December 7th, 2017 10:00 AM
Photo: David Hammond
The Thanksgiving-Xmas-NYE season, at our house as at many others, is marked by several traditional holiday foods, including shrimp. To procure the shrimp, we usually try to find the best price; shrimp, once a luxury good, now seems pretty much a commodity product. We used to buy shrimp based largely on cost. Lately, however, we're scrutinizing labels more carefully and digging a little deeper in our pockets.
According to Aidan McQuade, director of Anti-Slavery International, quoted in the Washington Post, "If you buy prawns or shrimp from Thailand, you will be buying the produce of slave labor." Now, "slave labor" is a frightening term, and it seems to apply to both unsavory labor practices as well as out-and-out human bondage, people enslaved to perform the tedious hand-work involved in peeling and de-veining shrimp.
The United States imports nearly half the shrimp that Thailand harvests, and Associated Press found that such "shrimp peeled by modern-day slaves is reaching the U.S., Europe and Asia." According to U.S. Customs records, Thai shrimp "made its way into the supply chains of major U.S. food stores and retailers such as Wal-Mart, Kroger, Whole Foods, Dollar General and Petco, along with restaurants such as Red Lobster and Olive Garden." Yes, even Whole Foods, which would seem to be the shining (though costly) exemplar of the organic and the good, reportedly traffics in slave shrimp.
The Wholey's brand shrimp in the photo above, which I found at Caputo's on Harlem, is listed in the Washington Post as one of many brands that have been found to be "compromised" by labor abuses.
This is not to say that all Thai or other Southeast Asian shrimp is the result of slave labor, but some seems to be, and seafood companies have been engaging in a kind of shell game involving the shipping of shrimp from questionable sources to third-party countries where the shrimp is bagged, labeled and sent on to the United States. In this way, the country of origin can be hidden from the consumer.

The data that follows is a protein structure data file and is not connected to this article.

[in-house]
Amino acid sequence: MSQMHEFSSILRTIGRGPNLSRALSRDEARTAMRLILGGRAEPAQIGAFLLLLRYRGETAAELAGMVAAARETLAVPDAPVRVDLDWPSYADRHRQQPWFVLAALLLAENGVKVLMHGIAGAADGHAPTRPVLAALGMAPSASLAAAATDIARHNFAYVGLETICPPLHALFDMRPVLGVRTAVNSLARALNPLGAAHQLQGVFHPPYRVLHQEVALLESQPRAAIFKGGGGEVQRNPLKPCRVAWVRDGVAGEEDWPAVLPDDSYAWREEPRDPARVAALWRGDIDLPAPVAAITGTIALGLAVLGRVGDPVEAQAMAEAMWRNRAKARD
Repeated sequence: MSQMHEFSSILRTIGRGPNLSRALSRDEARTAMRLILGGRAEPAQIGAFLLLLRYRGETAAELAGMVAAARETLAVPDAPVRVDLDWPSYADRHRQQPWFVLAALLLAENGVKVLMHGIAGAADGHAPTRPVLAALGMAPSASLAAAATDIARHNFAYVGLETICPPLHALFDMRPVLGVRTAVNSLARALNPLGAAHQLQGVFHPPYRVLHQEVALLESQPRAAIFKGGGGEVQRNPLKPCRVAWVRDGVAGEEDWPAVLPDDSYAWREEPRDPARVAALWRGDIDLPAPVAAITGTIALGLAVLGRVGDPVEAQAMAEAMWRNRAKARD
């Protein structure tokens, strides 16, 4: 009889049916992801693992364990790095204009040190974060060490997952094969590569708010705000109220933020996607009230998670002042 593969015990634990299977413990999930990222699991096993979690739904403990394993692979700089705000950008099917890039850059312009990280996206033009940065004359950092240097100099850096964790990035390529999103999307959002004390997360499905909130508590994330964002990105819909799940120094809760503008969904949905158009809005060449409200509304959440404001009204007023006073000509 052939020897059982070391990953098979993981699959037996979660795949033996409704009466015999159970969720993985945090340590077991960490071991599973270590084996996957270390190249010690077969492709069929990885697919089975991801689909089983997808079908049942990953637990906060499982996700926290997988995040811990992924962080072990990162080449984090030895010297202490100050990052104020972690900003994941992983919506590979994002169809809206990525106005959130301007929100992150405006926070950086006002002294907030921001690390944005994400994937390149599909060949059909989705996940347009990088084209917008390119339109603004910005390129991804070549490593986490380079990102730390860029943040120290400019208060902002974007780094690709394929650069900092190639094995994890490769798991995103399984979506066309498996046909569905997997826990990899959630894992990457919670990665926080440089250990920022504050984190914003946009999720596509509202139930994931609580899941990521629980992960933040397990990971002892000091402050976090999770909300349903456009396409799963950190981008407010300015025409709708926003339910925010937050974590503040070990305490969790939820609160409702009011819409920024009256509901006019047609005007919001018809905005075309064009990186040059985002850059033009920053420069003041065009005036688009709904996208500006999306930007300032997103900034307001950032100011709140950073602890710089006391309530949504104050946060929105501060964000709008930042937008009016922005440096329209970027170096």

Some major grocery chains, like Costco, are making efforts to purge their freezer cabinets of shrimp and shrimp products that are tainted by labor abuses or slavery, and that's a good thing. For our Thanksgiving celebration, we decided to buy shrimp from the Gulf. At Mariano's, Gulf shrimp came in around $15/pound. That's about $5 more per pound than shrimp from Thailand and Southeast Asian countries suspected of engaging in practices that most Americans would not condone. If you're interested in shopping locally (and you should be), Carnivore has peeled and deveined Gulf shrimp for $22/pound.
Paying a little more for shrimp can be a good way to ensure you're not supporting slavery and other repugnant labor practices – plus, you get the added advantage of buying American.
Of course, all this might be for naught if the Gulf shrimp were not as good as the Thai shrimp we used to purchase. Turns out, the Gulf shrimp we had for Thanksgiving was some of the very best shrimp in memory: frim, sweet and tender. Honestly, we're not that crazy about Gulf oysters, so this is not a blanket endorsement of Gulf crustacean, but those Gulf shrimp were fantastic – and purchasing them allowed us to sleep better at night.